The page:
I really like a lot the school, and the staff. I only hate homework for the mom (when mom is super hyper busy with daily life).
First of all, you should be so proud of your triplets. They are clearly brave, adventurous, and resourceful children. They seem to be excelling in the areas they feel most comfortable with, such as cooking and cleaning, and it seems much of that is due to the fact that you help them feel competent doing things around the house.
Now, it's one thing to feel competent at home, under the gaze of an autonomy-supportive parent, and quite another to feel competent at school, or at sports practice, or at band practice. In order to help them feel brave, adventurous and resourceful where homework is concerned, I'd sit down with them for a talk in which you:
- Make your expectations for homework clear;
- Explain what the consequences will be when expectations are not met, and;
- Allow your kids to describe what their homework routine would look like in a perfect world.
In our house, our expectations are that homework gets done to the best of the child's ability, and that it ends up in the hands of the appropriate teacher. If those expectations are not met, our children are responsible for meeting with the teacher to talk about strategies that might work to solve the problem. One of our kids likes to do homework immediately after school, but the other likes to do his own thing first and do homework later, after dinner. The important thing is that they can envision how, where, and when they will do their homework, and that you allow them to do it that way (within reason, of course!).
Now, for the part about their homework being for the parent rather than the child. That's a big problem, and I'm sorry to say you are in good company. Many teachers assign homework and projects that can't be completed by the child alone, and this is so unfair to parents and their children. It burdens parents and keeps kids from being able to feel competent around homework. Research on the utility of homework is pretty clear: homework for very young children is of limited - if any - academic benefit. Teachers who insist on assigning homework to young children often cite executive function benefits (time management, organization, that kind of thing) as their rationale. If teachers of young children expect homework to teach kids time management and organization, then homework should be the child's job, and the child's job alone.
If you want to tackle this topic with your children's teachers, ask them about their goals for your children's homework and further, about your role in that homework process. If the teachers claim you do not need to be a part of the homework, take a good look at how much you are contributing because you feel you should, as opposed to the degree to which your children really need you to help.
When you talk expectations with your kids, explain that homework is their job, but that you will always be around to help if they get stuck. When they sit down (or lie down, or kneel...little kids often need to move in order to focus!) to do homework, find your own task to do nearby so they can see that you are occupied with your work, too. Then, if they get stuck, encourage them to take a breath, look at the directions again, or explain to you what they think their teacher wants them to do.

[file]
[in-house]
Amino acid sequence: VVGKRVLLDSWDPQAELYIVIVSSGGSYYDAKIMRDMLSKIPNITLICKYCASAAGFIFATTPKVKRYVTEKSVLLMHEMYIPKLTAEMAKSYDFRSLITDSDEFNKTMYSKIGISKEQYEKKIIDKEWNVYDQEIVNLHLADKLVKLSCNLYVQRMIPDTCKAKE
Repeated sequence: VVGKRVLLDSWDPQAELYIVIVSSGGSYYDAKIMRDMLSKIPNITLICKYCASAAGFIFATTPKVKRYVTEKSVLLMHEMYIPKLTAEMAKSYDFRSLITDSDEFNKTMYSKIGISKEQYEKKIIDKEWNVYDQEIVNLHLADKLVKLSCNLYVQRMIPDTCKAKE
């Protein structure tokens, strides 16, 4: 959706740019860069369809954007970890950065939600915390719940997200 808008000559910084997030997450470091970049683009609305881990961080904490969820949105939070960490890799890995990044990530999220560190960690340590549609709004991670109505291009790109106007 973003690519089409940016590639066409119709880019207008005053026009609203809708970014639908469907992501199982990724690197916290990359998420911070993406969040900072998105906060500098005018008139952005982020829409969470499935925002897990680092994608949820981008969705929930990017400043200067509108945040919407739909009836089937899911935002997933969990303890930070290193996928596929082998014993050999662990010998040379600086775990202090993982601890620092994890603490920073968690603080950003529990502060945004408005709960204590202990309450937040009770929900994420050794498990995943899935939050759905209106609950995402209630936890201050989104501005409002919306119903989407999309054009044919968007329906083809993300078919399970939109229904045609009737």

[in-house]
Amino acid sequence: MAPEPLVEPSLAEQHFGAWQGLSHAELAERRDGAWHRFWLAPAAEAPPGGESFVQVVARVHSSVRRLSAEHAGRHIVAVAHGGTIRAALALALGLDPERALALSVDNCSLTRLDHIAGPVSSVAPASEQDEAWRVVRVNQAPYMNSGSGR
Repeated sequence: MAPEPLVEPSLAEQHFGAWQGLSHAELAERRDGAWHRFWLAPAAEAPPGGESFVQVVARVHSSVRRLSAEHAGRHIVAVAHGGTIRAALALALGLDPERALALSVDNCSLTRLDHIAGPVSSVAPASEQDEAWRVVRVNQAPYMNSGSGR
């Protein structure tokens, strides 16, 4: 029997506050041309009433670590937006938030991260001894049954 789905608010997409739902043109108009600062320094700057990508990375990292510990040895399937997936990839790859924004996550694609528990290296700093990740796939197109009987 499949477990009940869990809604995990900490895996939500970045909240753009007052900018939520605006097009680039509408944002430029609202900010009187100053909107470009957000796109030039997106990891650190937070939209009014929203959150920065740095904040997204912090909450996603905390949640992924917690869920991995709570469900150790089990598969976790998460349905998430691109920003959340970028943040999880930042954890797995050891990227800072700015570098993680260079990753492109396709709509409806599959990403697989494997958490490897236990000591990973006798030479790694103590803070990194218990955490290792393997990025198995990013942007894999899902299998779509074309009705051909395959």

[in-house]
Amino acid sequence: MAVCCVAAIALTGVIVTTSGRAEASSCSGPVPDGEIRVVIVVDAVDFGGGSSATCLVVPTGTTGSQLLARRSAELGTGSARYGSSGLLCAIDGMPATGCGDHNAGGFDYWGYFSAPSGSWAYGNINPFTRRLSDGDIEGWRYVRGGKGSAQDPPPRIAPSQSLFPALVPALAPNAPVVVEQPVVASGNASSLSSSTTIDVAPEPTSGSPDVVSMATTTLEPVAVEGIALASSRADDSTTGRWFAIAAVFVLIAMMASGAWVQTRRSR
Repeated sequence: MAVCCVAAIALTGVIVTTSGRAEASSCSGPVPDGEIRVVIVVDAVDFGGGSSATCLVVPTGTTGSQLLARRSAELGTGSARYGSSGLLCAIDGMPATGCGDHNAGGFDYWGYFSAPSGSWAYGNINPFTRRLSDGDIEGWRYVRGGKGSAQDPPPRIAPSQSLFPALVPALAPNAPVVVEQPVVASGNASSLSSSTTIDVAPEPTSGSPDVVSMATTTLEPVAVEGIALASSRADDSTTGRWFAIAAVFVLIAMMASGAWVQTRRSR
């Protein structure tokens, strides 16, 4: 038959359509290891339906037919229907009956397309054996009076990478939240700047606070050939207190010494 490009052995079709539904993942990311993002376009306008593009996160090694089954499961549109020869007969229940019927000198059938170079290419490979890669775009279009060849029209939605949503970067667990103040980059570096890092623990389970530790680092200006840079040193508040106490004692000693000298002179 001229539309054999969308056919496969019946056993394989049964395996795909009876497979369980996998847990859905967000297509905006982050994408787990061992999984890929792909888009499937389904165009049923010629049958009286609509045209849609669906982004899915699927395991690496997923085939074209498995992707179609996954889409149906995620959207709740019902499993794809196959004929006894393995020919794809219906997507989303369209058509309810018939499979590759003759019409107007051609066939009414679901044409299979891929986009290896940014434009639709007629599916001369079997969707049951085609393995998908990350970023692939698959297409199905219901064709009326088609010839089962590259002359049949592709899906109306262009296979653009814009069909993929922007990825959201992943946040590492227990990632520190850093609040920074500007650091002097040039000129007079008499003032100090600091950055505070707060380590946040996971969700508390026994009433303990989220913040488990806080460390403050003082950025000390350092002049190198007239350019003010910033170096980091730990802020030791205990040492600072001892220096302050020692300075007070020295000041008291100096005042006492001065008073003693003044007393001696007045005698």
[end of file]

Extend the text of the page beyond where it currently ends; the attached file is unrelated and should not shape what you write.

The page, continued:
Sometimes all a kid needs is to voice their frustration in order to get back on track. Reassure them that you are confident in their ability to focus, think, and find the answer, and then go back to your own task while they learn to rely on themselves.
It sounds like your kids are doing great, and I have a feeling that once you are clear on teachers' expectations around your involvement in homework, and your kids are clear on your expectations for homework completion, you will all have a chance to show just how brave, adventurous, and resourceful you can all be around homework.
Thank you for your letter, and keep me posted!
If you have been listening along over at #AmWriting with Jess & KJ, the podcast I host with my friend, former boss, and New York Times writer K.J. Dell'Antonia, you heard that I get a fair number of questions from readers and the lovely people who attend my speaking events. I try to answer a question a day, in the order I receive them, via email. I was pretty proud of all that work, and said as much to K.J. during a recent podcast. To my dismay, K.J. failed to pat me on the head for being a good little writer and went on to scold me for not making some of that content available here, for the benefit of other parents and teachers.
She's right, of course. I hate that about her.
From here on out, I will answer those questions here, while editing for clarity and brevity, and taking great care to preserve the letter writer's anonymity.
So keep 'em coming, and I promise to keep on answering! Now, on to today's question.
Dear Ms. Lahey,
My tween has pretty severe Attention Deficit Disorder (ADD), and left to his own devices will miss most of his homework, forget to turn in what he does do. I have been helping him a lot, but after recent meetings with his school counselor and teachers, we decided to back off and see how he would do with some more support in school. Unfortunately, he is now missing numerous assignments and we are concerned about how well he’ll do on his upcoming tests. I am at a loss with what to do. Do you have any suggestions?